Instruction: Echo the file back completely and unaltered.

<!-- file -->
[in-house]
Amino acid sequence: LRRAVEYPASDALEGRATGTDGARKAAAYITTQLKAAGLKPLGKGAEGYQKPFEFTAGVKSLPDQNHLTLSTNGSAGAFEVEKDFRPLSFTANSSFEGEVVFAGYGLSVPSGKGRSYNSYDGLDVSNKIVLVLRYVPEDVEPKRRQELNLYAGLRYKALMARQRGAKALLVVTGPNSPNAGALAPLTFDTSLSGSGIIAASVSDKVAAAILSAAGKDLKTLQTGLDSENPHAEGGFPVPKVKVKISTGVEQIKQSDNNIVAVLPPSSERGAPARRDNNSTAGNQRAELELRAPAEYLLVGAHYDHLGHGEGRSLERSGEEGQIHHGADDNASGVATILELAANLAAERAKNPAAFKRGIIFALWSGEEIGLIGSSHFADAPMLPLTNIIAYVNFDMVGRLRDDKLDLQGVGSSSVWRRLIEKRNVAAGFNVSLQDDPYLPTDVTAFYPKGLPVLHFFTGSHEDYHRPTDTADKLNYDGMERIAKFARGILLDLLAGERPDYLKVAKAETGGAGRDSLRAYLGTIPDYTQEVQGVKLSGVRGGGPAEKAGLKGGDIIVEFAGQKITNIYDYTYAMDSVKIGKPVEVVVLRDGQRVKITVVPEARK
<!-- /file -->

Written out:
[in-house]
Amino acid sequence: LRRAVEYPASDALEGRATGTDGARKAAAYITTQLKAAGLKPLGKGAEGYQKPFEFTAGVKSLPDQNHLTLSTNGSAGAFEVEKDFRPLSFTANSSFEGEVVFAGYGLSVPSGKGRSYNSYDGLDVSNKIVLVLRYVPEDVEPKRRQELNLYAGLRYKALMARQRGAKALLVVTGPNSPNAGALAPLTFDTSLSGSGIIAASVSDKVAAAILSAAGKDLKTLQTGLDSENPHAEGGFPVPKVKVKISTGVEQIKQSDNNIVAVLPPSSERGAPARRDNNSTAGNQRAELELRAPAEYLLVGAHYDHLGHGEGRSLERSGEEGQIHHGADDNASGVATILELAANLAAERAKNPAAFKRGIIFALWSGEEIGLIGSSHFADAPMLPLTNIIAYVNFDMVGRLRDDKLDLQGVGSSSVWRRLIEKRNVAAGFNVSLQDDPYLPTDVTAFYPKGLPVLHFFTGSHEDYHRPTDTADKLNYDGMERIAKFARGILLDLLAGERPDYLKVAKAETGGAGRDSLRAYLGTIPDYTQEVQGVKLSGVRGGGPAEKAGLKGGDIIVEFAGQKITNIYDYTYAMDSVKIGKPVEVVVLRDGQRVKITVVPEARK